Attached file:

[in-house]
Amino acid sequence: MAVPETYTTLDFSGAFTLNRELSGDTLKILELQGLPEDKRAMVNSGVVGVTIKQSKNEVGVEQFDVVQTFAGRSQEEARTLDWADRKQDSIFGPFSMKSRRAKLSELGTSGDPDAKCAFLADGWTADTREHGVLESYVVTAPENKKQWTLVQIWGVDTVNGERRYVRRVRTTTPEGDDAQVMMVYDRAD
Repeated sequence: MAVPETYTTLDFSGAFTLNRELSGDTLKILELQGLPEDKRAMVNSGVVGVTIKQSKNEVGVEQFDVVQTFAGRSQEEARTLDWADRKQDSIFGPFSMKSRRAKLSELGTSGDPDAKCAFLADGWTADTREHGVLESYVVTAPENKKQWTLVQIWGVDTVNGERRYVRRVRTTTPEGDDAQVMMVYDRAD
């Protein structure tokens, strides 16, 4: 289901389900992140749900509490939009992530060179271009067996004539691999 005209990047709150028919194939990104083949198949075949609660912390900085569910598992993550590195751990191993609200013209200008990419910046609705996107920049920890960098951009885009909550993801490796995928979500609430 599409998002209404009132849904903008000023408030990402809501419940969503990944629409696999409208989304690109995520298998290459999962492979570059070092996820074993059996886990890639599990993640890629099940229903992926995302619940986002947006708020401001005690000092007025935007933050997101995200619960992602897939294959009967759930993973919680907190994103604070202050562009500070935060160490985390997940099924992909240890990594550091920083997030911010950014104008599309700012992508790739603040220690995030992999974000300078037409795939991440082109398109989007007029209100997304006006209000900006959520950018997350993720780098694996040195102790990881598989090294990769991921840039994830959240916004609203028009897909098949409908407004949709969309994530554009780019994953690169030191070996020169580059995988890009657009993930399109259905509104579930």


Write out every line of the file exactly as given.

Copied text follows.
[in-house]
Amino acid sequence: MAVPETYTTLDFSGAFTLNRELSGDTLKILELQGLPEDKRAMVNSGVVGVTIKQSKNEVGVEQFDVVQTFAGRSQEEARTLDWADRKQDSIFGPFSMKSRRAKLSELGTSGDPDAKCAFLADGWTADTREHGVLESYVVTAPENKKQWTLVQIWGVDTVNGERRYVRRVRTTTPEGDDAQVMMVYDRAD
Repeated sequence: MAVPETYTTLDFSGAFTLNRELSGDTLKILELQGLPEDKRAMVNSGVVGVTIKQSKNEVGVEQFDVVQTFAGRSQEEARTLDWADRKQDSIFGPFSMKSRRAKLSELGTSGDPDAKCAFLADGWTADTREHGVLESYVVTAPENKKQWTLVQIWGVDTVNGERRYVRRVRTTTPEGDDAQVMMVYDRAD
């Protein structure tokens, strides 16, 4: 289901389900992140749900509490939009992530060179271009067996004539691999 005209990047709150028919194939990104083949198949075949609660912390900085569910598992993550590195751990191993609200013209200008990419910046609705996107920049920890960098951009885009909550993801490796995928979500609430 599409998002209404009132849904903008000023408030990402809501419940969503990944629409696999409208989304690109995520298998290459999962492979570059070092996820074993059996886990890639599990993640890629099940229903992926995302619940986002947006708020401001005690000092007025935007933050997101995200619960992602897939294959009967759930993973919680907190994103604070202050562009500070935060160490985390997940099924992909240890990594550091920083997030911010950014104008599309700012992508790739603040220690995030992999974000300078037409795939991440082109398109989007007029209100997304006006209000900006959520950018997350993720780098694996040195102790990881598989090294990769991921840039994830959240916004609203028009897909098949409908407004949709969309994530554009780019994953690169030191070996020169580059995988890009657009993930399109259905509104579930």